Shared Understanding

Each stakeholder group in a landscape comes to the LP with a different perspective, based on their own experience, values, priorities and expertise. Before they begin to negotiate, agree and act on collaborative landscape management plans, they require sufficient knowledge and information about the landscape as a whole to make informed decisions. The partners need to have a broadly agreed evidence base. While ‘experts’ can make valuable contributions, external analyses rarely provide a sufficient foundation to achieve such agreement. Rather, the partners themselves need to jointly generate, analyze and evaluate the information collected, from their different perspectives, usually with help from a neutral facilitator during a longer period of time and using a clear co-creation process (e.g. Theory U).

Shared understanding means that stakeholders understand the geography of the landscape–not only what is happening, but also why. They need to consider trajectories of change into the future. They also need to gain insight into the interests, needs and capacities of other stakeholders. In the process they may begin to perceive new ways of managing resources that could generate synergies and reduce tradeoffs.

Shared understanding means that stakeholders understand the landscape–its cultural and natural history, its geography, what is happening within its boundaries and why those things are occurring.
Shared Understanding

Shared Understanding Outputs

Map of the landscape boundaries

Collaborative action in a landscape requires delineating and agreeing on the geographic area where the LP will focus. Landscape delineation takes into account spatial information like jurisdictional boundaries, locations of major socio-economic activities; and key physical features like topography, rivers, towns, cultural landmarks; and ecological processes like water flow and wildlife movements. Read More

Suggested tools that can help achieve this output

  1. CarryMap
  2. Forland
  3. Google Earth
  4. Terraso Boundary Drawing Tool
  5. Mapeo
  6. Spatial Planning and Monitoring of Landscape Interventions: Maps that link people with their landscapes

Context analysis: history, state and trends of the landscape

Before planning future actions, stakeholders need to understand the history, current state and (future) projections of resource and land use in the landscape. Analyzing the ecological conditions/ecosystem services, social structures and norms, cultural and spiritual beliefs, economic opportunities, legal and institutional frameworks, financial flows, and market dynamics helps stakeholders assess important trends in their landscapes. It can be especially useful to clarify spatial patterns, how different areas of the landscape have been affected by these trends. Read More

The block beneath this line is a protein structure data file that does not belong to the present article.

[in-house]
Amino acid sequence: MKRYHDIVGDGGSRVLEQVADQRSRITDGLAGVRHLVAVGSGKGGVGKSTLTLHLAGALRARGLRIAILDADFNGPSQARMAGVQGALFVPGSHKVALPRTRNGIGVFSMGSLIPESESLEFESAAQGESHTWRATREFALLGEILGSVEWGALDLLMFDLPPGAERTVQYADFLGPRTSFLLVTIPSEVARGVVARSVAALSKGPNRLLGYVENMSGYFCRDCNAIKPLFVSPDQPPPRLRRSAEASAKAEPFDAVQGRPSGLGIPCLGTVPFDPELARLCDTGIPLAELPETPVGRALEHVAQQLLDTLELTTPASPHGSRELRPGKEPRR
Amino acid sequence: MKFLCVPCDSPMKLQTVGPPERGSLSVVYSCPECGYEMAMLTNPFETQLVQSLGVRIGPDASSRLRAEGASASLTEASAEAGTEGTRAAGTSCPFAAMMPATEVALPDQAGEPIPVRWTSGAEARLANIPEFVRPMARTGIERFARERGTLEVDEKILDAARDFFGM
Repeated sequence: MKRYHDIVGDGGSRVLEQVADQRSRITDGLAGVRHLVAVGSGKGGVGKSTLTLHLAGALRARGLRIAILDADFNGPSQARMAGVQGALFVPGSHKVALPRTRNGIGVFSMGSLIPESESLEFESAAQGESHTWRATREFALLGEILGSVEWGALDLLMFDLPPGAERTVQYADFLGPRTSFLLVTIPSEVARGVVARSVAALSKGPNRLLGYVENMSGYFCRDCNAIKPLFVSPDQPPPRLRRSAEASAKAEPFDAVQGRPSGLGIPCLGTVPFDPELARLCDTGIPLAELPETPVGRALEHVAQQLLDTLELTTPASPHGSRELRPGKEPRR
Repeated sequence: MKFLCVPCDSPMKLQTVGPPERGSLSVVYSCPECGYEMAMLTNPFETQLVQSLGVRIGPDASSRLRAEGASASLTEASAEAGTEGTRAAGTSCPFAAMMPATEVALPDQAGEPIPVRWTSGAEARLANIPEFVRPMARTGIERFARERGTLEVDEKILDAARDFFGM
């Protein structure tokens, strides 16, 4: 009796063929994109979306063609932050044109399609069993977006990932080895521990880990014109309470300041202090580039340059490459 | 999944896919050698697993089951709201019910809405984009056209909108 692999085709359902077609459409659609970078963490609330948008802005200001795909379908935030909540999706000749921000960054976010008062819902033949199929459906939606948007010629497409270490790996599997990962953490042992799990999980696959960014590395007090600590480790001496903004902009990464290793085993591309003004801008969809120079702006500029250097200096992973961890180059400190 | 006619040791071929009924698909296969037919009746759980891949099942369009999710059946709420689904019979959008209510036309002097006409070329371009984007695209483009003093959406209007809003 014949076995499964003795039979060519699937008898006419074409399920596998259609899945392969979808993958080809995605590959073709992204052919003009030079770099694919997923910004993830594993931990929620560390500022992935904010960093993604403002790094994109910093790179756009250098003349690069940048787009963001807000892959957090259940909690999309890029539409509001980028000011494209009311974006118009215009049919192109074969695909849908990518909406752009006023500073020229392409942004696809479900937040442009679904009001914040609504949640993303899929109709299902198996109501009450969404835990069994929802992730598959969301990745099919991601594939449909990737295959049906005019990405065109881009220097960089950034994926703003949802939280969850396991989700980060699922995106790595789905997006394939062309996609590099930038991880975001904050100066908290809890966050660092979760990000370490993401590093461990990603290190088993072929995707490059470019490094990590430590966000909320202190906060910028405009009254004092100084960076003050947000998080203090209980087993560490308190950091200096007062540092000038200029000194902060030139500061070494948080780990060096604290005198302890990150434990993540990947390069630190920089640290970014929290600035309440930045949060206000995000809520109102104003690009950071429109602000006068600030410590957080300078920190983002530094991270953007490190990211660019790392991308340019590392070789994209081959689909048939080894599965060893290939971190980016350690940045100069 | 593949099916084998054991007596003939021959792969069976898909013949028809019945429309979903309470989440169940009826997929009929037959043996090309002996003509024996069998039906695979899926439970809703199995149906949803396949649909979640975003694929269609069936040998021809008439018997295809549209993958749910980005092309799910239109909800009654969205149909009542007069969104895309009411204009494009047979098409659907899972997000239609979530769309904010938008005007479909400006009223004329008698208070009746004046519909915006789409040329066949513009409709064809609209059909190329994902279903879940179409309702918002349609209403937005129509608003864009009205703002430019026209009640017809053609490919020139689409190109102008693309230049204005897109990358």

Suggested tools that can help achieve this output

  1. Mapping Social Landscapes: A Guide to Identifying the Networks, Priorities, and Values of Restoration Actors
  2. Aqueduct Floods
  3. Crowther Lab
  4. iSDAsoil
  5. Kumu
  6. Nature Map
  7. OpenLandMap
  8. Soils Revealed
  9. Sustainable Landscapes Rating Tool
  10. Theory U: Stakeholder Interviews

Future scenarios

Scenario development can help actors in a landscape understand the likely future outcomes of continuing ‘business-as-usual’. They can co-create possible future scenarios, with specific spatial assumptions, and more realistically consider the opportunities, barriers, tradeoffs and synergies of alternative pathways. Read More

Suggested tools that can help achieve this output

  1. Soils Revealed
  2. Aqueduct Floods
  3. IPBES: The methodological assessment report on scenarios and models of biodiversity and ecosystem services
  4. Scenario Planning
  5. Spatial modeling of participatory landscape scenarios: Synthesis and lessons learned from exploring potential SDG progress in 3 case studies
  6. Targeted Scenario Analysis (TSA)
  7. Theory U: 4D mapping

Assessment of landscape challenges and opportunities

A key output for the LP is a joint synthesis of the analyses and scenarios above, into an agreed assessment of priority landscape challenges and opportunities. Successful collaboration for ILM requires that all stakeholders have enough information to adequately negotiate and protect their interests, and that they also understand and respect the interests of other stakeholder groups. Read More

Suggested tools that can help achieve this output

  1. Adjust Group Size
  2. Climate Smart Agriculture (CSA) Guide: Situation Analysis
  3. Document and Summarize
  4. Prioritize and Ranking
  5. Risk/Opportunity Scorecard
  6. Theory U: Dialogue Interviews
  7. Theory U: Listening Exercise
  8. Theory U: Guided Journaling
  9. The Wheel of Multiple Perspectives
  10. Visual Reminders
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